Fin De Bubble, 2005

Fin de Bubble, 2005 - at - the best of the international financial media

The heat has came down on London recently like a hot iron. It has taken the wrinkles out, and left the whole city as flat and limp as an old pair of pants.

We walked along the river in Southwark and sat down on one of the benches looking out towards Charing Cross station on the other bank. The water was low. Everyone outside shuffled along like a sluggish tide. Lines formed to get into restaurants. Pushchairs bumped into each other. Out on the river, a party was taking place on one of the tourist boats; the sounds of a jazz saxophone floated down the river like litter.

All of a sudden, we felt the same odd sensation that we recall from the late '90s...the fin de bubble feeling...that too many people were enjoying themselves too much. We sat down at a sidewalk cafe where you had to serve yourself. The two of us each had a salad and a glass of white wine. The bill came to £26 - or nearly $50. Our modest bachelor pad in a nearby building costs over $3,000 per month. Elizabeth is looking for an apartment; she believes it will cost nearly $15,000 per month to move the whole family to London.

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Where do people get so much money, we wondered? But that too is a typical fin de bubble hallucination - that money will always be there when you need it.

Americans have delusions of mediocrity. This is a point we made before. We make it here again, because the things that were extraordinary a year ago are even more extraordinary now. Things that would have been taken for absurd a generation ago are now taken for granted. And things that are so preposterous they invite ridicule.

As a bubble expands, the celebration that began as a little cocktail reception turns into a wild party, with guests dancing on tables and throwing up outside. Soon, it gets out of hand.

At the end of a bubble, the delusions and distortions swell up to grotesque proportions. People seem ready to believe anything as long as it fits their own fantasies. The hallucinations become so extravagant that they blow up.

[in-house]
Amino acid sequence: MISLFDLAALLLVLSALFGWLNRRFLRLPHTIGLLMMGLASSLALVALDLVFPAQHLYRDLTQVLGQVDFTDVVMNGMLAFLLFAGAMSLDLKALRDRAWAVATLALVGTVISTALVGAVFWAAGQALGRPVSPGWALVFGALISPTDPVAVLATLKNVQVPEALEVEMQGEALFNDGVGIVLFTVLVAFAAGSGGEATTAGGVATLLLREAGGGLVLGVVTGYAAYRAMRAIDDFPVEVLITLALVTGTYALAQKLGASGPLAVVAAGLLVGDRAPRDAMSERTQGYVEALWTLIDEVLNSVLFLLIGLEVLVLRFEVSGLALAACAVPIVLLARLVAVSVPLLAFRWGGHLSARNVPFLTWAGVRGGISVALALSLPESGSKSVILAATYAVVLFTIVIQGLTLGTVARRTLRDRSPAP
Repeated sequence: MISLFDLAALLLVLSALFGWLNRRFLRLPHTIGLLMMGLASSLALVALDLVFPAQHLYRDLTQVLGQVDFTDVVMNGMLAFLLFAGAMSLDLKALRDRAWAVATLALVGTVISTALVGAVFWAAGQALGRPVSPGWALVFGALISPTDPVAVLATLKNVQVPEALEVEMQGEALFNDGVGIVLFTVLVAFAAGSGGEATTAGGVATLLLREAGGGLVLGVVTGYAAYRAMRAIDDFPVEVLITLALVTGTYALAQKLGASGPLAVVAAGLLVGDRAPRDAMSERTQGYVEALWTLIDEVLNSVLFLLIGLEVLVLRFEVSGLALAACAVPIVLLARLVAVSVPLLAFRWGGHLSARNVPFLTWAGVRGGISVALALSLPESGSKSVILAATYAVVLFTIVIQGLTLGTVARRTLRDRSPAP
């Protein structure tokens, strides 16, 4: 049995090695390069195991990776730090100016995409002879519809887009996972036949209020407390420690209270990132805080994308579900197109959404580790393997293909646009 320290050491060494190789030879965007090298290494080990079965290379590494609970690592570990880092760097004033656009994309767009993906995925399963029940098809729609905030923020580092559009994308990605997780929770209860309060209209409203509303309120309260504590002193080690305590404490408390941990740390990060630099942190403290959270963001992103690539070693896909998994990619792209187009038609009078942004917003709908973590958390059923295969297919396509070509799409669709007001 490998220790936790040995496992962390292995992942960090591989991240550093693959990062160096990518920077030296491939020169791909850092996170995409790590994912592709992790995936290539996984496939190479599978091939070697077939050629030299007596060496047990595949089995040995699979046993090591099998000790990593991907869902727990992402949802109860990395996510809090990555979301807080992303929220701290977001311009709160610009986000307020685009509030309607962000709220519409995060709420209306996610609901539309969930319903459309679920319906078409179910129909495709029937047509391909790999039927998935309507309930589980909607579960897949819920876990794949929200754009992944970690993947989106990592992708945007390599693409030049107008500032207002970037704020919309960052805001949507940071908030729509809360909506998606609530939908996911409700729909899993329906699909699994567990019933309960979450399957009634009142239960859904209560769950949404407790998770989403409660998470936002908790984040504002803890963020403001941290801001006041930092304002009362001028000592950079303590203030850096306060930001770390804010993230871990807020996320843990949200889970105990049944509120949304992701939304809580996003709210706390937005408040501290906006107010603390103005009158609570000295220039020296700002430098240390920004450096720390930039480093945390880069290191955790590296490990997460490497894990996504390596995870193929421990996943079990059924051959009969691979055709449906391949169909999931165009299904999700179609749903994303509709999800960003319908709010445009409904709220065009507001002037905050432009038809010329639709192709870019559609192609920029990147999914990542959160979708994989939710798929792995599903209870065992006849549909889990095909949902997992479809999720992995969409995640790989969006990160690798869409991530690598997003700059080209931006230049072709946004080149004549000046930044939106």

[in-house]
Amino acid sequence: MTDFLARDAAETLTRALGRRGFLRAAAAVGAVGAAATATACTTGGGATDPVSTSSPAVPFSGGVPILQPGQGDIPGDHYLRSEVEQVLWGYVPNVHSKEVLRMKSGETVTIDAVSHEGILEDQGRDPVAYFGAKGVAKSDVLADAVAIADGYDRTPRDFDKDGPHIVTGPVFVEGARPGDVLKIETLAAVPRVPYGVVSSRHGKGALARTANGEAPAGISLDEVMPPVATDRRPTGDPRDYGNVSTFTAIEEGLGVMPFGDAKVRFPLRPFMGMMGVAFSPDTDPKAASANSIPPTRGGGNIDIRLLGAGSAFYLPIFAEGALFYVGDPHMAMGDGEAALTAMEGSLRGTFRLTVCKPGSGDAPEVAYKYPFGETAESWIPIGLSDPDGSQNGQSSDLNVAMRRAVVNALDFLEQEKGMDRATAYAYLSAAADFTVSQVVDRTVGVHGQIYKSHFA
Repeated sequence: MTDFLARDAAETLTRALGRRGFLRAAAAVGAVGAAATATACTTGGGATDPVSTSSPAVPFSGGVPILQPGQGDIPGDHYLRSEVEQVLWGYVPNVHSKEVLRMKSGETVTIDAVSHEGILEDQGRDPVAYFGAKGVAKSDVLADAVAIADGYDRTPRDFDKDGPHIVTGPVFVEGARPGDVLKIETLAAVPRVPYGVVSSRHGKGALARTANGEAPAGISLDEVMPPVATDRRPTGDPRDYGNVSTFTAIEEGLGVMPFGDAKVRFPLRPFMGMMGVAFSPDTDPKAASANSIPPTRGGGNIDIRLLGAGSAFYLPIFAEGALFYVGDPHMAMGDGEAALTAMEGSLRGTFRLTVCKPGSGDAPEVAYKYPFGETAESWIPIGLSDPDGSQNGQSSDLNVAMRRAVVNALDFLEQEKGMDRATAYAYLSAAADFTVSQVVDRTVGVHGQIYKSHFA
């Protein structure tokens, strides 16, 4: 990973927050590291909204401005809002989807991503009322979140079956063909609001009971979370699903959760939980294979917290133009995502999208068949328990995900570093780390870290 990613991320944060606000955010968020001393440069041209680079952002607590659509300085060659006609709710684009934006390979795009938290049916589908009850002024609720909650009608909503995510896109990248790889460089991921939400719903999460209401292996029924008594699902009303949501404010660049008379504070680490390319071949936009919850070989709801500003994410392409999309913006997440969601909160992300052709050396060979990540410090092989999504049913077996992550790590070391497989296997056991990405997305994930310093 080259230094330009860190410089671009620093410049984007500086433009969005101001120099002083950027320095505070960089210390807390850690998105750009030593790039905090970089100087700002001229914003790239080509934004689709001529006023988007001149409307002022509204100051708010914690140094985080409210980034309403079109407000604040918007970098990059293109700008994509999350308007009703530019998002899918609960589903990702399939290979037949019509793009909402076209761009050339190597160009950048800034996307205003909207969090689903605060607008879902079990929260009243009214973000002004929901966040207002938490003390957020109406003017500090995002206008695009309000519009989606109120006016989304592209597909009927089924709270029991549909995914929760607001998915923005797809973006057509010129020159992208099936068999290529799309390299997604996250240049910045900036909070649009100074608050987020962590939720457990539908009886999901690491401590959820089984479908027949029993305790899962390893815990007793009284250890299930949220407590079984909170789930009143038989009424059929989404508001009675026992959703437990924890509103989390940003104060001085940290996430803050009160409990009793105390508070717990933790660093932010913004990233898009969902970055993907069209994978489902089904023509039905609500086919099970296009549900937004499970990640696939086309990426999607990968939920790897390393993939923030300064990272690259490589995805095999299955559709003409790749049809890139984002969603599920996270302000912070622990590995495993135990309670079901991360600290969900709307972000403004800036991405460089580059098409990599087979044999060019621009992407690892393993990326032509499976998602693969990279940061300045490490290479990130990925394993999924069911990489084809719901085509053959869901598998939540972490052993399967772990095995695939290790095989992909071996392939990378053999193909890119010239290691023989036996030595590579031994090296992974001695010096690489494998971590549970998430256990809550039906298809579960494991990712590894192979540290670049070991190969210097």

The Economist, for example, recently reported that 'A recent survey of buyers in Los Angeles indicated that they expected their homes to increase in value by a whopping 22% a year over the next decade. This would put the median price per house over $3 million. At current increases in income, the median family will only have $54,535.'

How is a family earning $54,535 going to buy a $3 million house? Even if the whole thing were financed at 5%, it would still mean monthly payments of $12,500, or nearly three times total monthly earnings. Can it happen? No. It is close enough to impossible that it can smell what it had for dinner. Only a fool would bet on it. And yet, it appears that millions of people have not only taken the wager - they have staked their entire financial futures on it.

At a certain point, the logic of a bubble is the logic of self-destruction. People do stranger and stranger things, not because they are trying to avoid their own ruin, but because they are trying to bring it on.

The Daily Mail is more often than not a wealth of grist for our mill: in a recent article the paper tells the story of Mr Mark McDonald, 43, of Norfolk. The poor man suffered what the paper called 'Death by credit.' Like your editor, the man was a writer. Like your editor, he was not particularly well paid. But unlike your editor, he had a great number of credit cards. His debt rose to about £65,000 - on which he made minimum payments as long as he was able. But the burden of it got to be too great, and the father of two decided he would rather place himself on the rails in front of the 7:09 to London instead of remaining in the ranks of those living with enormous, unsustainable debt levels.

'Mr McDonald's death was the fifth known suicide due to debt in the past two years,' says the Daily Mail.

McDonald's wife blasted the credit industry: 'They are just interested in making money,' said the woman. But who isn't? And five suicides in two years seems like a small price to pay for the benefits of unlimited consumer credit. Besides, the whole empire rests on nothing more than the sand of credit. Britain's part in making fictitious wealth seem real is just that of a vassal state.

The entire US military budget - great as it is - is still less than the amount of net lending to America. Without loans from overseas, the empire itself, as we have known it, is finished.

The Daily News report had a certain fin de bubble tone to it. Twice as many people are calling for credit counselling in the UK this year as the year before, the paper noted. Twenty five thousand picked up the phone last month. For every decisive writer like McDonald there must be thousands of wishy-washy plumbers and dough bakers who can't make up their minds. They muddle through...hoping their debts never catch up with them.

By Bill Bonner for The Daily Reckoning

Bill Bonner is the founder and editor of the Daily Reckoning, a free daily e-letter. To receive more from Bill and his colleagues every day, click